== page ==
The oil price collapse has wreaked havoc across the Alberta economy. Since it began many individuals have expressed their opinion that the end of the hydrocarbon era is upon us and that we need to diversify the provincial economy away from oil. Undoubtedly the government should seek to diversify its income; however it is premature to be writing off oil as an industry.
It is true that oil demand per unit of GDP has been falling across the OECD for decades and it is also dropping on a per capita basis. However the majority of the world’s population lives outside the OECD and as their standard of living rises, so too will their oil consumption. There is an irrefutable link there that is a generation or more away from breaking.
The Kyoto Protocol was adopted in 1997 and the world was consuming roughly 73 million barrels of oil per day. When it came in to force in early 2005 global consumption had reached more than 84 million barrels per day. As the Paris Accord was signed late last year the world was consuming more than 94 million barrels of day. The EIA and other agencies forecast that oil demand will continue to grow by more than 1 million barrels per day for each of the next five years and well beyond.
In addition to the growth in demand, producers must also replace volumes that have been lost to natural declines. This may be as much as 5 million barrels of oil per day every year. That means many billions will need to be invested. It will largely be invested where it receives the highest risk-adjusted rates of return.
The transition away from an oil fueled economy is not happening at the rate most people have been led to believe. In 2008 Presidential candidate Obama pledged to have more than 1,000,000 electric vehicles on the road of the United States by 2015. The actual number was much closer to 400,000. Perhaps not surprisingly sales of electric and hybrid electric vehicles have fallen in the past year and amount to less than 1% of all the cars sold in the U.S. That is not the kind of progress that indicates the end of the hydrocarbon era is upon us.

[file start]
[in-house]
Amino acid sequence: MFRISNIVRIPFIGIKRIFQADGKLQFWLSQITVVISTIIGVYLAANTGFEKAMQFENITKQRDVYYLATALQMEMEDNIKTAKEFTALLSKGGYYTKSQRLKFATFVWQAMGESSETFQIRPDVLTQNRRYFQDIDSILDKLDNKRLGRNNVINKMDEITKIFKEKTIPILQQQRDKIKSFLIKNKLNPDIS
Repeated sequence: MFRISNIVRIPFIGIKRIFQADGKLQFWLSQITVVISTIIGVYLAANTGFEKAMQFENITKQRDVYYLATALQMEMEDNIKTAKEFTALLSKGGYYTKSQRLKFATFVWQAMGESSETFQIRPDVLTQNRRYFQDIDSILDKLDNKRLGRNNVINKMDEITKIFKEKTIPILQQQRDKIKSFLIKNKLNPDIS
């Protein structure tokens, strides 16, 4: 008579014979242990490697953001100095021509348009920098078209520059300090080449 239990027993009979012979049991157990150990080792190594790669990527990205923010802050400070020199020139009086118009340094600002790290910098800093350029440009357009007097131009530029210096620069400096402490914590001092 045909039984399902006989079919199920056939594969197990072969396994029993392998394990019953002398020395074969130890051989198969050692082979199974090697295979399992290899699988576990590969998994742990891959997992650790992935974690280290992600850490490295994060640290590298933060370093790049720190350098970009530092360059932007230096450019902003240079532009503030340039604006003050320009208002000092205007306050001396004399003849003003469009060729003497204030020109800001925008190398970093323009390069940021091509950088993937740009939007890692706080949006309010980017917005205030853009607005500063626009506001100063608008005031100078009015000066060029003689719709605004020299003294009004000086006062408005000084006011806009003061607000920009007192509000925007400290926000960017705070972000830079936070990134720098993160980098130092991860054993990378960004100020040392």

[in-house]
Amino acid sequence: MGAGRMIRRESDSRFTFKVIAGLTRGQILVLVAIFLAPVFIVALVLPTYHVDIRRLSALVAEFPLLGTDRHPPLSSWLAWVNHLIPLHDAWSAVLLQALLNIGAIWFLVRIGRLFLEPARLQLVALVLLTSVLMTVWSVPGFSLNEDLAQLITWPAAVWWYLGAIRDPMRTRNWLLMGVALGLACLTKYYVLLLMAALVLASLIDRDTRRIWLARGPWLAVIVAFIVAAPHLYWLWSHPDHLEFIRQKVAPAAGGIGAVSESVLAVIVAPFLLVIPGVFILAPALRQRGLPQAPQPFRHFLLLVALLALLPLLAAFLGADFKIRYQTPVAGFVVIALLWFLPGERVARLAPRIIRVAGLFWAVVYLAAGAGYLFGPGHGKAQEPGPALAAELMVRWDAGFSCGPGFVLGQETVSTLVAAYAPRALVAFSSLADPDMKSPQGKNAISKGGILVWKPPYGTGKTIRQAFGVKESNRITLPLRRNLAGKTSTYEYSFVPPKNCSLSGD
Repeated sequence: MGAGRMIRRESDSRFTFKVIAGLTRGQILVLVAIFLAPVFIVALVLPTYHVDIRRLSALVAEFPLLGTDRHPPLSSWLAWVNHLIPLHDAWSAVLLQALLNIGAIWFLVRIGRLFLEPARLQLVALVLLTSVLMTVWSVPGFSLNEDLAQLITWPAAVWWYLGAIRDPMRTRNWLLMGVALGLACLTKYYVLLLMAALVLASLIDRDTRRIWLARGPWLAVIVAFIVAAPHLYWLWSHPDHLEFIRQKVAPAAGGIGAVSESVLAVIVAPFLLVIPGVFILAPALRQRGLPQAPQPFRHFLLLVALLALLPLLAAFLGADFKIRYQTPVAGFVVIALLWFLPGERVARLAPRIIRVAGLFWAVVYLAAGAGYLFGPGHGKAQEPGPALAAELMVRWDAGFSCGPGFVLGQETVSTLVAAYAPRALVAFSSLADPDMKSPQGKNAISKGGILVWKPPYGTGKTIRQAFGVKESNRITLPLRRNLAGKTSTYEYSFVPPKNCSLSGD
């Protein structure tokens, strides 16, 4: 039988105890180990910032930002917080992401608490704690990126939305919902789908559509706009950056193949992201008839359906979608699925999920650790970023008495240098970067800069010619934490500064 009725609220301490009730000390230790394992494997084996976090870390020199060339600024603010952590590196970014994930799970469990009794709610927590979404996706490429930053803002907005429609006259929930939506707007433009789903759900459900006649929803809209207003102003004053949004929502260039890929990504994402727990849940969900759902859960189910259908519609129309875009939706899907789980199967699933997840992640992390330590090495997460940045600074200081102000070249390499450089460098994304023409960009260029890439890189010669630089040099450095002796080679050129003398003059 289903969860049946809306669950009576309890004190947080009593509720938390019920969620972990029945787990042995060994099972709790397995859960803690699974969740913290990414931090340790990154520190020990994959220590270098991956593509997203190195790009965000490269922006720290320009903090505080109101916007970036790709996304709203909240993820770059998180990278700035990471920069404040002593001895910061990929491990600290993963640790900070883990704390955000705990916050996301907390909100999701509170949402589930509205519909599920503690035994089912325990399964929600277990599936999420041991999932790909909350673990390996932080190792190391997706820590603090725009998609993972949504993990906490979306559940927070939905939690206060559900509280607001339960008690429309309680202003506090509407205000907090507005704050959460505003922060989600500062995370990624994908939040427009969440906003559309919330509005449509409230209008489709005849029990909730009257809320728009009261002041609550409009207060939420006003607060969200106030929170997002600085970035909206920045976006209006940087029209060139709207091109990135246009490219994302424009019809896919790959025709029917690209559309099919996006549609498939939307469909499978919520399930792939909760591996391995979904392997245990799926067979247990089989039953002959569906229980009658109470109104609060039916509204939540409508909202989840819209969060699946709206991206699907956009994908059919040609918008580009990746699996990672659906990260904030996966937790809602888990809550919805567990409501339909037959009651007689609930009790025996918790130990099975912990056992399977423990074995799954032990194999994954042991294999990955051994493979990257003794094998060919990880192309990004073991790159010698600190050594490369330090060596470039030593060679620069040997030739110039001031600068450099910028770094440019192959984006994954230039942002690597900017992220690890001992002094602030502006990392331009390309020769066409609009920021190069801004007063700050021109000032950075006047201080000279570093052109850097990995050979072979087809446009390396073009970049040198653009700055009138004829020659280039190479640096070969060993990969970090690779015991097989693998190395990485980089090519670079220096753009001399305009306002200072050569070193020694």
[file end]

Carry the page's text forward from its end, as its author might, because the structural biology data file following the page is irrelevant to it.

The public needs to get real. During this week automobile manufacturers will turn out tens of thousands of cars that operate on gasoline. These vehicles will have operating lives of more than 20 years. At the same time Boeing, Airbus and Bombardier will turn out new aircraft running on aviation fuel that will have operating lives of more than 40 years. Military vehicles, long haul trucks, trains, ships and other transportation means are being manufactured every day and all will operate on oil derived fuels. The momentum for hydrocarbons is such that demand will grow for at least another 20 years and if it stops growing, it will slowly decline over many more decades and perhaps in to the next century.
Despite all of the angst, all of the protests and all of the money spent subsidizing alternative forms of energy, demand for oil continues to grow. This is because the energy density, the transportability and the industrial versatility of this non-renewable energy source has no equal as of today.
My career has afforded me the opportunity to visit North Africa, the Persian Gulf, Russia, Malaysia, Indonesia, Vietnam, Mexico and just about every jurisdiction that produces commercial volumes of oil. Alberta does not take a back seat to any of them when it comes to the professionalism of its operators and genuine care and concern for the environment. The world would benefit from more Alberta oil, not less.
To the opponents of Alberta oil and pipelines, if global demand continues rising where would you rather the world source the heavy oil it will need for the next 50 plus years?
David A. McLellan is the Senior Economist & Business Strategist at Packers Plus Energy Services (USA)